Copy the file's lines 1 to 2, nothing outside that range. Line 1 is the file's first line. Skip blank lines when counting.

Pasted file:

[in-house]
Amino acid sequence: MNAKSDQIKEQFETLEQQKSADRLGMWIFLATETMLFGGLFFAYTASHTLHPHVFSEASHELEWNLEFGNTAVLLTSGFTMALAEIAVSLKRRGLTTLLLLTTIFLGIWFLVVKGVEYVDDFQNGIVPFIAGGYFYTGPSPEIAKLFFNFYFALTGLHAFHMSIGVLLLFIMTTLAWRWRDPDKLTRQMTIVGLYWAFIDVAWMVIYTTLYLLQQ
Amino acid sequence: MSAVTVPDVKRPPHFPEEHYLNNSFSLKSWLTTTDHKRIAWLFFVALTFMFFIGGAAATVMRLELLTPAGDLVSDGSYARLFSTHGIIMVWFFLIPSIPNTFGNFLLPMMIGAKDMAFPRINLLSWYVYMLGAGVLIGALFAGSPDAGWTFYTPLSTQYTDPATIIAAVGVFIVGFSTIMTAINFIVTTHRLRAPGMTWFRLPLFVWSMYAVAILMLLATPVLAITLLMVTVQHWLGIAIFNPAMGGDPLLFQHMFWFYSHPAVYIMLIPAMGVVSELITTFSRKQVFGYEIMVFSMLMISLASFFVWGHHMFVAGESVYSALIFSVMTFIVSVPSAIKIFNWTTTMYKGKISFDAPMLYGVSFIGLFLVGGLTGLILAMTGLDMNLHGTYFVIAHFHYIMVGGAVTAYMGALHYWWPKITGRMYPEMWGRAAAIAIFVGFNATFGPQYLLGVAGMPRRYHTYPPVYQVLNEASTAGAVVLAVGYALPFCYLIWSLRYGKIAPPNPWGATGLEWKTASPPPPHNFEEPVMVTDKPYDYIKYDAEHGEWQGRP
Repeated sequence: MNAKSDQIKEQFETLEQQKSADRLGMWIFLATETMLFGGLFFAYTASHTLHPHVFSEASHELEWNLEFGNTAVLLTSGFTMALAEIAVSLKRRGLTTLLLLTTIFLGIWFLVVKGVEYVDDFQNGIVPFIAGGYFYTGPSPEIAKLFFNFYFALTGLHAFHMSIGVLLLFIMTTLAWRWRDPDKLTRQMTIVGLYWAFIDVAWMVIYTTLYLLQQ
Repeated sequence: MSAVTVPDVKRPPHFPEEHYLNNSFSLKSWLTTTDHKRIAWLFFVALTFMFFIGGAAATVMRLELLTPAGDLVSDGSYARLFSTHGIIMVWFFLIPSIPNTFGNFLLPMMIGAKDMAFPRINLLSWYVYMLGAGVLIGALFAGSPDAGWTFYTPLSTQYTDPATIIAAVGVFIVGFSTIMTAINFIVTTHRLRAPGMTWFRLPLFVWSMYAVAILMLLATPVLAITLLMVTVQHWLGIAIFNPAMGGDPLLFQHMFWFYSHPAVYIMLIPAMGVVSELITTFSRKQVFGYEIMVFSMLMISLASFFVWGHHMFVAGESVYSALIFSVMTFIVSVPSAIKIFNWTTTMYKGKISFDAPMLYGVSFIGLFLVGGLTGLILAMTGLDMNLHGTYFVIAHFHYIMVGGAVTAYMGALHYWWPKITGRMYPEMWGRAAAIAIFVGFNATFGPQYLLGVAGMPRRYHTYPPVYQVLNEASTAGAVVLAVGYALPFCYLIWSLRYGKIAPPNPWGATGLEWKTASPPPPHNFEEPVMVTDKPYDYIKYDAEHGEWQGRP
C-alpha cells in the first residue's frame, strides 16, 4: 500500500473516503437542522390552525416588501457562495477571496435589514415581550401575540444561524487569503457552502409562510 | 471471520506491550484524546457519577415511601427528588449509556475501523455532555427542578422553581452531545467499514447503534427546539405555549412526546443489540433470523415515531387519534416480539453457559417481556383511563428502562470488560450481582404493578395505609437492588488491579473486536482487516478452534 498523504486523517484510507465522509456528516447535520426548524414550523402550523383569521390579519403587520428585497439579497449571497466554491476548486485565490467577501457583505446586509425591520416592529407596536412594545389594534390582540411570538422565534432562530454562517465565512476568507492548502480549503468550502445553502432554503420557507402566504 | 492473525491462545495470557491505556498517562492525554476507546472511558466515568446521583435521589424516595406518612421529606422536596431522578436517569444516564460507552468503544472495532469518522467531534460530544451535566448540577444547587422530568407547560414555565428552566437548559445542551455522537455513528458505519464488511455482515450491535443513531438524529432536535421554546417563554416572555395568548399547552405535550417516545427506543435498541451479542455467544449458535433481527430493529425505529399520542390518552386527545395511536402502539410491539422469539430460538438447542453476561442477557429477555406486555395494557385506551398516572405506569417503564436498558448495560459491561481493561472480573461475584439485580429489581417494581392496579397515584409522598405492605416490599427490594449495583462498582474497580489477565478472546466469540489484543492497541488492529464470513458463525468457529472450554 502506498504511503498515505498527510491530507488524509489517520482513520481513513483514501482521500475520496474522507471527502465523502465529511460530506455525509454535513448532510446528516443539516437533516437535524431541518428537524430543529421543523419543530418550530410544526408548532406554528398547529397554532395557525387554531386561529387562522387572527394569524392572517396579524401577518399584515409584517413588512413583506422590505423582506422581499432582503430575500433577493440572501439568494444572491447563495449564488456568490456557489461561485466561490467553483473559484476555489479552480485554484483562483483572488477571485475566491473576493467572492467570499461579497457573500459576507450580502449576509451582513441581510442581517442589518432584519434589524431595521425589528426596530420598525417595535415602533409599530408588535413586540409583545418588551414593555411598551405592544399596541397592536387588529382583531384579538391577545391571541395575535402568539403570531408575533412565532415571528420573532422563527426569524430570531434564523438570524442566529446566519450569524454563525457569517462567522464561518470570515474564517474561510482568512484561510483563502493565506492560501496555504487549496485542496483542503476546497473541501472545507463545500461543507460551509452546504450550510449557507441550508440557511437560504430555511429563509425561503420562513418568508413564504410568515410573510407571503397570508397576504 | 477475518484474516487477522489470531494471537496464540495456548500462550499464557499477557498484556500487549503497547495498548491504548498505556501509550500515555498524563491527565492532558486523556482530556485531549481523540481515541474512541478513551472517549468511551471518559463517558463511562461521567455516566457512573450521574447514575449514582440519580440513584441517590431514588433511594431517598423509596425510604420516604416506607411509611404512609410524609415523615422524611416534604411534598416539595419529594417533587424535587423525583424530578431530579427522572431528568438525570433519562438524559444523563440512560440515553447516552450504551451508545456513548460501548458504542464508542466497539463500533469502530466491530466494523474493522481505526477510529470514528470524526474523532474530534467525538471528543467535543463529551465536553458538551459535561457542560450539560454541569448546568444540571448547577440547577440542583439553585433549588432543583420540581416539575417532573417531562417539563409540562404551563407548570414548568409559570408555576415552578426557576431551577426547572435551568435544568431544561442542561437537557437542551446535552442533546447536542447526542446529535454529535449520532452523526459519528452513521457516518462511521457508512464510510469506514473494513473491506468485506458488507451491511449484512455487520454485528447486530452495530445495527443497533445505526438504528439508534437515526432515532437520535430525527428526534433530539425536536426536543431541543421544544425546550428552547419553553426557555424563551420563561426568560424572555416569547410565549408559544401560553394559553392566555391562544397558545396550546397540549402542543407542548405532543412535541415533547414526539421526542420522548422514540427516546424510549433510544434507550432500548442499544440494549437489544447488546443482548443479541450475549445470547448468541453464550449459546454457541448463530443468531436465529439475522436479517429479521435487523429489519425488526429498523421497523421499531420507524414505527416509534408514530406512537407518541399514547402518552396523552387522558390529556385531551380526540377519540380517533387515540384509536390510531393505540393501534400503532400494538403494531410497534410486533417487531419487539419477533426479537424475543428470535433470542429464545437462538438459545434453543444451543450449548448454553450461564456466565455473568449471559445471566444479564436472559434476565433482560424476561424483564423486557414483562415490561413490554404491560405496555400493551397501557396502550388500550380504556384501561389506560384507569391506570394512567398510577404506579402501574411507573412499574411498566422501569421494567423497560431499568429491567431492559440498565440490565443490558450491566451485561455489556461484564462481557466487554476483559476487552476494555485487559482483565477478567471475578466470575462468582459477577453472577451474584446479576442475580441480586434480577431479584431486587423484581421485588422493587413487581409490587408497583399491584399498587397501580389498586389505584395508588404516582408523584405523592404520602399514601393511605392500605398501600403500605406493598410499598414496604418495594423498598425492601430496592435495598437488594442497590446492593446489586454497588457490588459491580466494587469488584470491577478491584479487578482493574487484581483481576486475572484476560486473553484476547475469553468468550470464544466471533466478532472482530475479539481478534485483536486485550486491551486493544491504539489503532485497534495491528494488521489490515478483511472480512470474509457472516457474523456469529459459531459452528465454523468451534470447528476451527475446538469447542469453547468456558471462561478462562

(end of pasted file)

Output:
[in-house]
Amino acid sequence: MNAKSDQIKEQFETLEQQKSADRLGMWIFLATETMLFGGLFFAYTASHTLHPHVFSEASHELEWNLEFGNTAVLLTSGFTMALAEIAVSLKRRGLTTLLLLTTIFLGIWFLVVKGVEYVDDFQNGIVPFIAGGYFYTGPSPEIAKLFFNFYFALTGLHAFHMSIGVLLLFIMTTLAWRWRDPDKLTRQMTIVGLYWAFIDVAWMVIYTTLYLLQQ